14 Copyright, 1995-2002 14 Technology A combination of: codified knowledge about artefacts, artefact manufacture, and artefact usage tacit knowledge of many individuals business processes within multiple organisations, into which are integrated codified and tacit knowledge artefacts designed, manufactured and used by means of that codified and tacit knowledge educational materials relating to artefacts, artefact design, production, use, maintenance

15 Copyright, 1995-2002 15 Big-Bang Innovation cf. Cumulative Innovation Genuine breakthroughs do occur But most Innovation is progressive: Process Innovation is often needed, in order to support Product Innovation Step-wise Refinement results in Incremental Emergence or Conversion Dependent on Interaction with others, and often on Contributions of others, incl.: Users Suppliers Competitors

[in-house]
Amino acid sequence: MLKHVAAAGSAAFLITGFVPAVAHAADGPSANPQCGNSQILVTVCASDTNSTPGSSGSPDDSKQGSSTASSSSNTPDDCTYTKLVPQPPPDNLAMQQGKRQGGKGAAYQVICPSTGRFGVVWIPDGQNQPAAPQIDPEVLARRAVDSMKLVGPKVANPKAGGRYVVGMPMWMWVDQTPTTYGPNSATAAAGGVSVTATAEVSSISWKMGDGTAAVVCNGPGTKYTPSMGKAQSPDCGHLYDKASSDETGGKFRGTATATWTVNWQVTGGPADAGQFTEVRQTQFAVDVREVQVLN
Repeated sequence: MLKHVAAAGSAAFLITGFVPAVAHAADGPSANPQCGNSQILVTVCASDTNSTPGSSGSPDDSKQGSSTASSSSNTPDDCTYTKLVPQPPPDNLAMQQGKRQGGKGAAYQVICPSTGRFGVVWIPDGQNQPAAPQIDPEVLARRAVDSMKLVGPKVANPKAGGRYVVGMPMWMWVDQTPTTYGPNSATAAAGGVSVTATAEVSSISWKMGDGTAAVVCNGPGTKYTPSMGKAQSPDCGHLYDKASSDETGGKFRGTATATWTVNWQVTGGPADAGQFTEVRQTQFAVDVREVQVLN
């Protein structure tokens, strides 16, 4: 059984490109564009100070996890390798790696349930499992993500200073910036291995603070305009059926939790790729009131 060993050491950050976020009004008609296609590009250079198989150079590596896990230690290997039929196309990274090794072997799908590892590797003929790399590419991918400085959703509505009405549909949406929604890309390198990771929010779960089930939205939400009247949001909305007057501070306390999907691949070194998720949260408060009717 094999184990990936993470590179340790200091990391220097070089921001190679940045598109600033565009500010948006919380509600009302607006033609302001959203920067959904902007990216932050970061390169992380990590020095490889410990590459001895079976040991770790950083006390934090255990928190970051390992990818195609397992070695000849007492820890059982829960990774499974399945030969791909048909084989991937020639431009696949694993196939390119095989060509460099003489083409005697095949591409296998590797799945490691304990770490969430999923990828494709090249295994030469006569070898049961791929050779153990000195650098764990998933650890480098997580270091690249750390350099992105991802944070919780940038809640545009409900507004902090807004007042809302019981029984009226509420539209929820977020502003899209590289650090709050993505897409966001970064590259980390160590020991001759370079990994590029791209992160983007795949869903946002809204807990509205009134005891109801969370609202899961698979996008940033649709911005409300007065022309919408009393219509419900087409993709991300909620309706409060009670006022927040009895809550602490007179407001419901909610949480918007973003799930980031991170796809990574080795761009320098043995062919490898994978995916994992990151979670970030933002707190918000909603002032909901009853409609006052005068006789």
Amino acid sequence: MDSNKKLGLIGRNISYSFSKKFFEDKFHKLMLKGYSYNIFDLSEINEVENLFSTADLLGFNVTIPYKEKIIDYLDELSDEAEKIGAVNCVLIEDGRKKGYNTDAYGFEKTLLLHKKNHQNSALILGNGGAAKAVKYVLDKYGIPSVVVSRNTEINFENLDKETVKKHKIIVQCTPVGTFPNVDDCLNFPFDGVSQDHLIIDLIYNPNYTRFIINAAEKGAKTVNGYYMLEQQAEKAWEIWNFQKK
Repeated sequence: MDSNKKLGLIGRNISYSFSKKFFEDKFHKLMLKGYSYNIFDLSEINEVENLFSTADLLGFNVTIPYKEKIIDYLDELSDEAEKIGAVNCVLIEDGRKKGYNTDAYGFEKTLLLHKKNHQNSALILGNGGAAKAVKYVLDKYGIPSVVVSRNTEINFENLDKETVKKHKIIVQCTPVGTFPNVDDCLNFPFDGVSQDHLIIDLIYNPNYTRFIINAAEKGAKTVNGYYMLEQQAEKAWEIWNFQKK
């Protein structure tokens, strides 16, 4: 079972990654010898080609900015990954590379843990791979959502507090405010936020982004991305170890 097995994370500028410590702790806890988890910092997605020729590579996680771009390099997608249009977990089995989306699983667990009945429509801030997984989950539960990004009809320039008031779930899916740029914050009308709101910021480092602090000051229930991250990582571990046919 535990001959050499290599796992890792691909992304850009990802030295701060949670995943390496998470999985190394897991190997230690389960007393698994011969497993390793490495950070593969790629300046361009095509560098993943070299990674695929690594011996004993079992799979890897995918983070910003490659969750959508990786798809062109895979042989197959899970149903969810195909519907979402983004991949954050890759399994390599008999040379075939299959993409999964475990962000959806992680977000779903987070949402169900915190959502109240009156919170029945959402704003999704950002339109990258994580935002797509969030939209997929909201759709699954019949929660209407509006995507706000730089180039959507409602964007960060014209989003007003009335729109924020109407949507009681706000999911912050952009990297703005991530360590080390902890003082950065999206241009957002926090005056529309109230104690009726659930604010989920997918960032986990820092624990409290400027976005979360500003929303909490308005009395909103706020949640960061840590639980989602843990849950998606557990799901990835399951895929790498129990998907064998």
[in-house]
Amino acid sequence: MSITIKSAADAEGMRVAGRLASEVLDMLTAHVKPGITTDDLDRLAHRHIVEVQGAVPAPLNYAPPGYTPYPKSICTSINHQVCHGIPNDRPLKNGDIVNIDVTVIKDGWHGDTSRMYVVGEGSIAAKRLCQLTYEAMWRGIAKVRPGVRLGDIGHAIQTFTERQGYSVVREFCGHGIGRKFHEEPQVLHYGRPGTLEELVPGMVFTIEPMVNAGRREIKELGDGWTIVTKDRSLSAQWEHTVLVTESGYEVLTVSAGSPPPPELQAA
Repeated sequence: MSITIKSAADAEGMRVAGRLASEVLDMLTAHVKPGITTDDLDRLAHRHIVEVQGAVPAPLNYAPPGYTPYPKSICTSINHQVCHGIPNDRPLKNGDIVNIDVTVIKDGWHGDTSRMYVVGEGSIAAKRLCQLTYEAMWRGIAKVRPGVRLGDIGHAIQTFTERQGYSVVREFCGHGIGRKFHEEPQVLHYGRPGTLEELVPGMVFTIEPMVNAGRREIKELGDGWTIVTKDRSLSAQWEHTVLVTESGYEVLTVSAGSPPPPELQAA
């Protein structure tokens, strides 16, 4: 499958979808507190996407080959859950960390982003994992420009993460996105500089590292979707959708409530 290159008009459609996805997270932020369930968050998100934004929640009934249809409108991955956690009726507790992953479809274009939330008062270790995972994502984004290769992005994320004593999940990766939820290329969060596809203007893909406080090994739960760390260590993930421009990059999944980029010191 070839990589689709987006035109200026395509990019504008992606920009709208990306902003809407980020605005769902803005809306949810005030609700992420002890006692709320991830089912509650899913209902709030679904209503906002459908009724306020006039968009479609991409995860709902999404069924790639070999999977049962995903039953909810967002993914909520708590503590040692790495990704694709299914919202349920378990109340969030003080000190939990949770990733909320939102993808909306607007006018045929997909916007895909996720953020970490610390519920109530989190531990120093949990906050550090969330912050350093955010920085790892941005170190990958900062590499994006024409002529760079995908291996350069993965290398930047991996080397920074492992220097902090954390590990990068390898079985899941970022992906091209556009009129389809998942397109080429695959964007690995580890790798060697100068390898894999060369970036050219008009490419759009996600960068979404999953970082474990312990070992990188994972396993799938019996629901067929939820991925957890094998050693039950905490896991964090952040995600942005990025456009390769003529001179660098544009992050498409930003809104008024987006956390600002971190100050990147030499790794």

16 Copyright, 1995-2002 16 Info Flows Within the Innovative Organisation

17 Copyright, 1995-2002 17 Info Flows Within the Innovative Sector

18 Copyright, 1995-2002 18 Knowledge Processes Knowledge Creation Always commences as Tacit Knowledge Articulation Conversion of Tacit into Codified Knowledge Knowledge Transfer Tacit Knowledge from one person to another: directly via Codified Knowledge

19 Copyright, 1995-2002 19 Communication Data and Information are not simply transferrable from one person to another, but are subject to constraints of: the sender, e.g. effectors, motivations the medium, e.g. capacity, noise the receiver, e.g. perceptive and cognitive apparatus Data and Information are expressed in a Language, often a specialised Dialect, which is subject to lingual and cultural ambiguity